Opposites don't Attract!

How online dating is increasing the polarization of U.S. society by matching couples with similar political views

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Online dating is now one of the most common ways to start a relationship. 

But new research reveals that the concept could be increasing the polarization of U.S. society by matching couples with similar political views.

Listing or hinting at a preference for a political party on a personal webpages, social media, and dating websites means that users consciously or unconsciously filter potential suitors that are aligned to their personal preference. 

This means they could be disregarding a whole host of suitablpartners and only ending up with like-minded people, decreasing the sharing of opposing ideas and views.

But in the traditional dating world they may have met someone for a date and only found out their political opinion during the meeting when it may have seemed less important.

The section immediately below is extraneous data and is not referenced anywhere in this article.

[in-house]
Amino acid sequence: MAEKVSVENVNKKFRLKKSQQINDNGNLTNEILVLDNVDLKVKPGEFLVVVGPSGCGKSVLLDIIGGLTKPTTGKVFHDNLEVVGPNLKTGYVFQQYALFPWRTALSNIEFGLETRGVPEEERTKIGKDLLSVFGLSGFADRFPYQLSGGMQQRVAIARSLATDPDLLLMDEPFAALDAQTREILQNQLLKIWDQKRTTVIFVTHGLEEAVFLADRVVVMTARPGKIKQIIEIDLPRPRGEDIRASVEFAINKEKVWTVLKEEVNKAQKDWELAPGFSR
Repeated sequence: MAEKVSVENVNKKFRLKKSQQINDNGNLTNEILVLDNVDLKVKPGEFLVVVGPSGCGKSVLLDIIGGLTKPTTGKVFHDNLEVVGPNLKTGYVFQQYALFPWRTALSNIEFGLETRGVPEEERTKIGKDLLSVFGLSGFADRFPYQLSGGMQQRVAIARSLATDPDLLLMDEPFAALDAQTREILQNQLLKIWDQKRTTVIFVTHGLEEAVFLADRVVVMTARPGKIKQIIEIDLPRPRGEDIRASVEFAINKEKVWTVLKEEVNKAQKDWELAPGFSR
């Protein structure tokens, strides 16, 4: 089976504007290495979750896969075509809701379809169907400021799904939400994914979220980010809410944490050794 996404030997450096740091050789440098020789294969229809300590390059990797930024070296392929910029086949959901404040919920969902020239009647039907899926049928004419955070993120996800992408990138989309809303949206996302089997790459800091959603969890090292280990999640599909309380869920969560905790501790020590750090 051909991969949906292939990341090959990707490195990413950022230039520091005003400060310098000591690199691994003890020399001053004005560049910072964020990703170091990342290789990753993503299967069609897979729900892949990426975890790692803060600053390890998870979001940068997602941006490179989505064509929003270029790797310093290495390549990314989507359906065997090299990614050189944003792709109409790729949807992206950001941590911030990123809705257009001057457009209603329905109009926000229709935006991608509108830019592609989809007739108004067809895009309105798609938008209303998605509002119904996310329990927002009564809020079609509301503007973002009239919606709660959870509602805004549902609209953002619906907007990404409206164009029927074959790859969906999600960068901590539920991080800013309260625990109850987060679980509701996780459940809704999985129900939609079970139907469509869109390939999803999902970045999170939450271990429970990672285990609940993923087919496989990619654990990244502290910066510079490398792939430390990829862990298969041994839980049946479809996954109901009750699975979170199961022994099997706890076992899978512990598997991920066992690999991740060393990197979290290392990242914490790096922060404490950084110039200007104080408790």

The research was published in the most recent edition of the academic journal Political Behavior, reported Pacific Standard magazine. 

In the U.S. study titled ‘The Dating Preferences of Liberals and Conservatives’ the researchers examined whether ‘positive mate assortation—like seeks like—on non-political factors such as lifestyle and demographics could lead to inadvertent assortation on political preferences.’

They stated: ‘Using a sample of Internet dating profiles we find that both liberals and conservatives seek to date individuals who are like themselves. 

‘This result suggests a pathway by which long-term couples come to share political preferences, which in turn could be fueling the widening ideological gap in the United States.’

The long-term result is that such couples more likely to move to the ideological extremes because they lack access to contradictory opinions.

They also are likely to produce children who hold ideologically extreme positions due to the parents sharing such similar views.

Nearly 35 per cent of all marriages now begin with an online meeting, according to researchers from the University of Chicago.

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